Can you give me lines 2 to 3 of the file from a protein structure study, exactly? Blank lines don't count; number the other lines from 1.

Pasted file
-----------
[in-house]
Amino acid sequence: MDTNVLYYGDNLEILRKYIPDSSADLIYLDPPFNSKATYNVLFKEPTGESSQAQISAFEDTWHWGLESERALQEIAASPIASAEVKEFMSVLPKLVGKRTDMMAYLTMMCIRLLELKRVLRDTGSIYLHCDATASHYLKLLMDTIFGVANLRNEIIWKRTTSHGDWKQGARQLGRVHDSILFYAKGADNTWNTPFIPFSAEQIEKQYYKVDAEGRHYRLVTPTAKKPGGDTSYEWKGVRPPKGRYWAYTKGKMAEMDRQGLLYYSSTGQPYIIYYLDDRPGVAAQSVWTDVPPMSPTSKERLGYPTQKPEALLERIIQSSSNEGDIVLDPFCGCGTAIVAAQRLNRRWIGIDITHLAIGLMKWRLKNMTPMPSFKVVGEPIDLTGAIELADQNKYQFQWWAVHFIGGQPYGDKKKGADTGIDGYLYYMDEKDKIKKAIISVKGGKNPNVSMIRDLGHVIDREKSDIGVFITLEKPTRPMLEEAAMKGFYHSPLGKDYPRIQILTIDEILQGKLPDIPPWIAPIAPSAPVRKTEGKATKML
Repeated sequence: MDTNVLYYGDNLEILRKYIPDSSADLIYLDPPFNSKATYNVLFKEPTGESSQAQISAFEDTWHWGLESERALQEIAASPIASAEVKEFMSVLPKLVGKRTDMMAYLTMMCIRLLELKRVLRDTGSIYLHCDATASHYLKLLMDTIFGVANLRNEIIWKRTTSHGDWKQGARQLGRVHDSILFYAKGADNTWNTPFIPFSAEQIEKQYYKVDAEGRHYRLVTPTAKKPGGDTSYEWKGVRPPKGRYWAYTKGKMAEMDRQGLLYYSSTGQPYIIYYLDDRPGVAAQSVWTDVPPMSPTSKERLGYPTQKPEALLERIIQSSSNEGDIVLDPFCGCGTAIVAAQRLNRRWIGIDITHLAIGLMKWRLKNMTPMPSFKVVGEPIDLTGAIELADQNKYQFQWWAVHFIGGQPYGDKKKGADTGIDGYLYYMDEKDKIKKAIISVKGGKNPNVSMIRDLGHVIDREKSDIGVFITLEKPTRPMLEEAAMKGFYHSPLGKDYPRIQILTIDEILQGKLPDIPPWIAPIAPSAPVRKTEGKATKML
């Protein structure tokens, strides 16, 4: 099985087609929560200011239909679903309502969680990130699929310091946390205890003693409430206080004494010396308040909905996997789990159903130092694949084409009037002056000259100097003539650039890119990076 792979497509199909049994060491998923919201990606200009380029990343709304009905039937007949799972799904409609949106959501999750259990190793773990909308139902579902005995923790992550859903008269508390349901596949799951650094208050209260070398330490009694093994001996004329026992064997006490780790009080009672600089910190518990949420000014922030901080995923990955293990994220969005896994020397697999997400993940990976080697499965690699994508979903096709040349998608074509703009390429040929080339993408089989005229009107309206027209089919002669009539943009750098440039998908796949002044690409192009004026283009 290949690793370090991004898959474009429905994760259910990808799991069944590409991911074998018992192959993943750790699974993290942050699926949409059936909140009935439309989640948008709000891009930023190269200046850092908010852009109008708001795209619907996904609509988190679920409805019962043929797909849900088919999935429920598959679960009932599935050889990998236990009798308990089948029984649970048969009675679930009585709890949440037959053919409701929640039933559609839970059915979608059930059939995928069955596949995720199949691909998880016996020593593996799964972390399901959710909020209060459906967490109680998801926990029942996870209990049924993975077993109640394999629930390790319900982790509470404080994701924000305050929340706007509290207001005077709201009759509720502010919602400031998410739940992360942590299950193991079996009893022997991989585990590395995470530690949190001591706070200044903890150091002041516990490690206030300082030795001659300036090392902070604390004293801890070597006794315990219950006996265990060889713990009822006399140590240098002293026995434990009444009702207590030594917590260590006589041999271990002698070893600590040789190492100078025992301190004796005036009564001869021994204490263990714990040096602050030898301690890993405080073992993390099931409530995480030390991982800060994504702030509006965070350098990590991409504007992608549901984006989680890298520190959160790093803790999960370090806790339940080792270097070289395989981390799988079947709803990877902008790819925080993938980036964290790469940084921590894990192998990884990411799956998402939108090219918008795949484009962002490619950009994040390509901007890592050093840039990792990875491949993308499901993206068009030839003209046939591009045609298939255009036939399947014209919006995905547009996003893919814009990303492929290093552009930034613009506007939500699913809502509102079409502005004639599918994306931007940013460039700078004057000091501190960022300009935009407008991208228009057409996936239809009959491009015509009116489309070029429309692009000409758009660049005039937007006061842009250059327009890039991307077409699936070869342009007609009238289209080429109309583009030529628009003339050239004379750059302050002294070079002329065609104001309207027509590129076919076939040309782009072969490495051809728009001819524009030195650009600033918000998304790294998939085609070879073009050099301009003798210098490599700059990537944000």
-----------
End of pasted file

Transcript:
Amino acid sequence: MDTNVLYYGDNLEILRKYIPDSSADLIYLDPPFNSKATYNVLFKEPTGESSQAQISAFEDTWHWGLESERALQEIAASPIASAEVKEFMSVLPKLVGKRTDMMAYLTMMCIRLLELKRVLRDTGSIYLHCDATASHYLKLLMDTIFGVANLRNEIIWKRTTSHGDWKQGARQLGRVHDSILFYAKGADNTWNTPFIPFSAEQIEKQYYKVDAEGRHYRLVTPTAKKPGGDTSYEWKGVRPPKGRYWAYTKGKMAEMDRQGLLYYSSTGQPYIIYYLDDRPGVAAQSVWTDVPPMSPTSKERLGYPTQKPEALLERIIQSSSNEGDIVLDPFCGCGTAIVAAQRLNRRWIGIDITHLAIGLMKWRLKNMTPMPSFKVVGEPIDLTGAIELADQNKYQFQWWAVHFIGGQPYGDKKKGADTGIDGYLYYMDEKDKIKKAIISVKGGKNPNVSMIRDLGHVIDREKSDIGVFITLEKPTRPMLEEAAMKGFYHSPLGKDYPRIQILTIDEILQGKLPDIPPWIAPIAPSAPVRKTEGKATKML
Repeated sequence: MDTNVLYYGDNLEILRKYIPDSSADLIYLDPPFNSKATYNVLFKEPTGESSQAQISAFEDTWHWGLESERALQEIAASPIASAEVKEFMSVLPKLVGKRTDMMAYLTMMCIRLLELKRVLRDTGSIYLHCDATASHYLKLLMDTIFGVANLRNEIIWKRTTSHGDWKQGARQLGRVHDSILFYAKGADNTWNTPFIPFSAEQIEKQYYKVDAEGRHYRLVTPTAKKPGGDTSYEWKGVRPPKGRYWAYTKGKMAEMDRQGLLYYSSTGQPYIIYYLDDRPGVAAQSVWTDVPPMSPTSKERLGYPTQKPEALLERIIQSSSNEGDIVLDPFCGCGTAIVAAQRLNRRWIGIDITHLAIGLMKWRLKNMTPMPSFKVVGEPIDLTGAIELADQNKYQFQWWAVHFIGGQPYGDKKKGADTGIDGYLYYMDEKDKIKKAIISVKGGKNPNVSMIRDLGHVIDREKSDIGVFITLEKPTRPMLEEAAMKGFYHSPLGKDYPRIQILTIDEILQGKLPDIPPWIAPIAPSAPVRKTEGKATKML